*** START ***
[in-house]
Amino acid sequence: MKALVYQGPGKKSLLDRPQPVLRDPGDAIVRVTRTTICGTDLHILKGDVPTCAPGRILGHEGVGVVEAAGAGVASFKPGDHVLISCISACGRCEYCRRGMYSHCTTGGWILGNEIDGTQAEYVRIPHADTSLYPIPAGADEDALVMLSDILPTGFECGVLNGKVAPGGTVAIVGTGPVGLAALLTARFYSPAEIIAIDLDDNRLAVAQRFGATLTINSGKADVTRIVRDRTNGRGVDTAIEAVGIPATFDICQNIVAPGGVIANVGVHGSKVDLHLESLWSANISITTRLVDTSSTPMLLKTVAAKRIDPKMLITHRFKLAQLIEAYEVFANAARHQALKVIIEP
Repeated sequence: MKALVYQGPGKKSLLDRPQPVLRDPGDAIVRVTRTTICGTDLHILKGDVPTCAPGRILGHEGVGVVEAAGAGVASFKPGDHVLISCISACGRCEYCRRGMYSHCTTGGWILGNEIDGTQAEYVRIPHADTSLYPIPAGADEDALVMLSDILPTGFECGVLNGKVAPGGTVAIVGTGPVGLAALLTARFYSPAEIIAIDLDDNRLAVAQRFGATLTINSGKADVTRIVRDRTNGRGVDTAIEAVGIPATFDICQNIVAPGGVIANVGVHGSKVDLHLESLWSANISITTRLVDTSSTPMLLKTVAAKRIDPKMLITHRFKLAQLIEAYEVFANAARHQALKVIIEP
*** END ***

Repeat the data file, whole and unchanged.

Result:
[in-house]
Amino acid sequence: MKALVYQGPGKKSLLDRPQPVLRDPGDAIVRVTRTTICGTDLHILKGDVPTCAPGRILGHEGVGVVEAAGAGVASFKPGDHVLISCISACGRCEYCRRGMYSHCTTGGWILGNEIDGTQAEYVRIPHADTSLYPIPAGADEDALVMLSDILPTGFECGVLNGKVAPGGTVAIVGTGPVGLAALLTARFYSPAEIIAIDLDDNRLAVAQRFGATLTINSGKADVTRIVRDRTNGRGVDTAIEAVGIPATFDICQNIVAPGGVIANVGVHGSKVDLHLESLWSANISITTRLVDTSSTPMLLKTVAAKRIDPKMLITHRFKLAQLIEAYEVFANAARHQALKVIIEP
Repeated sequence: MKALVYQGPGKKSLLDRPQPVLRDPGDAIVRVTRTTICGTDLHILKGDVPTCAPGRILGHEGVGVVEAAGAGVASFKPGDHVLISCISACGRCEYCRRGMYSHCTTGGWILGNEIDGTQAEYVRIPHADTSLYPIPAGADEDALVMLSDILPTGFECGVLNGKVAPGGTVAIVGTGPVGLAALLTARFYSPAEIIAIDLDDNRLAVAQRFGATLTINSGKADVTRIVRDRTNGRGVDTAIEAVGIPATFDICQNIVAPGGVIANVGVHGSKVDLHLESLWSANISITTRLVDTSSTPMLLKTVAAKRIDPKMLITHRFKLAQLIEAYEVFANAARHQALKVIIEP